Get up, stand up

Gol­riz Ghahra­man Bar­ris­ter, con­sul­tant for the United Na­tions Of­fice on Drugs and Crime, Green Party candidate

Metro Magazine NZ - - My Life In Clothes - TEXT — FRANCES MOR­TON PHO­TOG­RA­PHY — RUSS FLATT

This dress ( main photo) is what I wore to give a speech in Aotea Square on Don­ald Trump’s Mus­lim ban. It was made for me by my neigh­bour in Cam­bo­dia. I lived in Ph­nom Penh and worked as a UN pros­e­cu­tor on the Kh­mer Rouge tri­bunal for about a year and a half. You get ev­ery­thing made. They’re amaz­ing ar­ti­sans. But they’re go­ing to get pushed into the sweat­shops if peo­ple don’t con­tinue to get things made.

My point at the Aotea Square rally was I’m not Mus­lim and I don’t speak as a Mus­lim, but as a hu­man-rights ad­vo­cate I’d fight to the death for some­one’s right to wear the hi­jab. [Trump’s travel ban] is scape­goat­ing en­tire groups based on their na­tion­al­ity. This is how atroc­i­ties be­gin, legally dis­en­fran­chis­ing peo­ple, defin­ing them as dan­ger­ous, as a group. A blan­ket ban on peo­ple from a coun­try as an anti-ter­ror mea­sure is re­ally de­hu­man­is­ing and de­mean­ing.

It was in­ter­est­ing be­cause it made me feel quite pow­er­ful. It’s a dress. It’s not some­thing you’d usu­ally wear to a protest. It was bil­low­ing in the wind. It gave me quite a bit of free­dom.

I’m from Mash­had in the north of Iran, which is a huge city near the Afghan bor­der. Now that Mo­sul in Iraq has been sacked, it’s the most im­por­tant holy city for Shia Is­lam. The amaz­ing shrine of Imam Reza is there.

I was nine when my fam­ily came to New Zealand. We lived in Iran dur­ing the 80s, which was the first post-rev­o­lu­tion­ary decade, and the most re­pres­sive. It was par­tic­u­larly vi­cious in at­tack­ing women, mi­nori­ties and po­lit­i­cal dis­si­dents. The year I was born, they in­tro­duced the hi­jab as com­pul­sory Is­lamic wear for women. A mil­lion women marched against it. It was 1981. They re­ally re­sisted, at gun­point.

When I did that speech in Aotea Square, peo­ple one after an­other would stand up and say they were Mus­lim. We had es­caped that. It was im­por­tant for me to get up and say I’m ac­tu­ally not re­li­gious at all, be­cause the Mid­dle East also has di­ver­sity within it. But I am af­fected by th­ese rules of discrimination.

Fem­i­nism as it comes out of the Mid­dle East is the op­po­site of how it’s ex­pressed here. It’s about wear­ing makeup and nice clothes. That’s how my mother ex­presses her­self. She’s like, I can’t be­lieve you leave the house with­out lip­stick on. It’s like, I am go­ing to stand out. Screw you. The pa­tri­archy tells you to be shape­less and de­sex­u­alised.

To me, bright lip­stick is a real Ira­nian-woman thing. She wears bright clothes. They weren’t al­lowed colour. I don’t do colour. I just do black and crazy jewellery.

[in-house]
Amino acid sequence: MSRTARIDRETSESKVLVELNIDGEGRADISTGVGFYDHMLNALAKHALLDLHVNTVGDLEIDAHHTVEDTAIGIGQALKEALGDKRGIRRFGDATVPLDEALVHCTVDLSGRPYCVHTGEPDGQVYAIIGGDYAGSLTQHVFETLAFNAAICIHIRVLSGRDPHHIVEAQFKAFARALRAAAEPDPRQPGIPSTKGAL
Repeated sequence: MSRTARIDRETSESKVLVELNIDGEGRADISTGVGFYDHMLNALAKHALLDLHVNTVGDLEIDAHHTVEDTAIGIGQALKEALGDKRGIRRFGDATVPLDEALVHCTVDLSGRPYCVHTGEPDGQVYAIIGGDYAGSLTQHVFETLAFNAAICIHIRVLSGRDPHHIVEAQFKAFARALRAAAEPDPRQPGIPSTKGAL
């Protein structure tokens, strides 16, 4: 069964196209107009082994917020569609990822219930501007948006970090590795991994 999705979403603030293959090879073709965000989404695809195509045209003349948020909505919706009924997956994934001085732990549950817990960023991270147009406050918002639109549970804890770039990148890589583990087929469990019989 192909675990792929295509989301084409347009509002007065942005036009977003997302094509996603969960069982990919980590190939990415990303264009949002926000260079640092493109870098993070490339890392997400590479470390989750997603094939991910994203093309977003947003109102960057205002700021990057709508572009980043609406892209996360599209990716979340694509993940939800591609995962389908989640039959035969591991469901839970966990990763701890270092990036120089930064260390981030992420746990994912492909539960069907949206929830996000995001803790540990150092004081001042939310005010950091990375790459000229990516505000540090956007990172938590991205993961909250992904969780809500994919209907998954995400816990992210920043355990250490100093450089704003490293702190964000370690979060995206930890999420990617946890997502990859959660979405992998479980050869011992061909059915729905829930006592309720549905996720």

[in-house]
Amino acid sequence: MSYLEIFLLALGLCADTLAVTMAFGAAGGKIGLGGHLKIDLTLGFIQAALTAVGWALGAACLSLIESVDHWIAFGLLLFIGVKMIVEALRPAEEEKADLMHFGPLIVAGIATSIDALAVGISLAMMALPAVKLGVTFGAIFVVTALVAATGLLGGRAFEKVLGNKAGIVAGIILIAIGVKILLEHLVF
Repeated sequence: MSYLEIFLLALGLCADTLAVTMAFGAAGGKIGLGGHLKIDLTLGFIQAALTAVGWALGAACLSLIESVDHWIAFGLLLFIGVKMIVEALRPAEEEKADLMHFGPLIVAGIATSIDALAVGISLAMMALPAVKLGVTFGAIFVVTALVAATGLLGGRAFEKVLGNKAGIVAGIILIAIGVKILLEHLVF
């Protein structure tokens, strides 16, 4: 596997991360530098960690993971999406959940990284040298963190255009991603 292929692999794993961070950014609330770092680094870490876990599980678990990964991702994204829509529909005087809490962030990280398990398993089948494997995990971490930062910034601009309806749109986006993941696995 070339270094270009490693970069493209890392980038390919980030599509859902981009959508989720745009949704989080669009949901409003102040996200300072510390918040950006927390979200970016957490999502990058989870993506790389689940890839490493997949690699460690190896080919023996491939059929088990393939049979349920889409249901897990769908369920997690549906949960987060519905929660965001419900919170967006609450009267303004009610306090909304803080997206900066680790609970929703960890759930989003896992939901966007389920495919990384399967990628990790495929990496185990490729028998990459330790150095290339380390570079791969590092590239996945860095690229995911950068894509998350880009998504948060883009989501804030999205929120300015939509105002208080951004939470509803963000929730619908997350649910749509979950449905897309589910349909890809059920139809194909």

In my work­day, I wear suits to court, be­cause you just have to. Go­ing out with friends, I’d wear some­thing like the Le Scan­dale top ( 01), with loads of jewellery as well. It’s about women re­claim­ing words like “scan­dal” and “nasty women”. It’s the sus­tain­able-fash­ion la­bel Re­for­ma­tion, from LA.

The vel­vet rib­bon is from Ox­ford. I did the in­ter­na­tional hu­man-rights law mas­ters pro­gramme there. I wear it as a choker. You wear it as a bow for ex­ams. You have to wear a white shirt, a black suit, this lit­tle bow. You also have to wear a car­na­tion, a white one for the first exam, a pink one for all the other ones and a red one for your fi­nal one. You also wear a lit­tle cape. And you take a mor­tar­board but you can’t wear it be­cause you haven’t grad­u­ated yet. It’s ac­tu­ally nuts to get your head around that on exam morn­ing when you’re stressed out.

This ( 02) is ac­tu­ally a don­key or horse dec­o­ra­tion, which I wear as a neck­lace. Some­one brought it out of Iran and gave it to my mum. As po­lit­i­cal refugees, we can’t go back un­til the regime changes, so all this stuff is my only con­nec­tion.

The other body of jewellery I’ve got are th­ese Ma­sai things ( main photo). This is what the women war­riors wear. Th­ese are from when I lived in Arusha, Tan­za­nia, when I was a lawyer at the Rwanda tri­bunal. It’s su­per-touristy be­cause it’s close to both Kil­i­man­jaro and the Serengeti. I was there in 2008 and then again in 2010-11. I was go­ing be­tween Ox­ford and Arusha for about a year and a half.

I got to a point, in Cam­bo­dia, where I re­alised I’d been away for five years or so. Be­cause I’m a refugee and I can’t go back to Iran, I don’t have a true, true home in a way. At some point I would have lived as an ex­pat longer than I’d lived any­where per­ma­nently, so I couldn’t say I’m from New Zealand any more, and I can’t go back to Iran. I started to feel a lit­tle bit pan­icked about not hav­ing a home. I do love Auck­land. This whole area around Free­mans Bay is where I’ve al­ways lived. I went to Auck­land Girls. I can’t get past K’ Rd.

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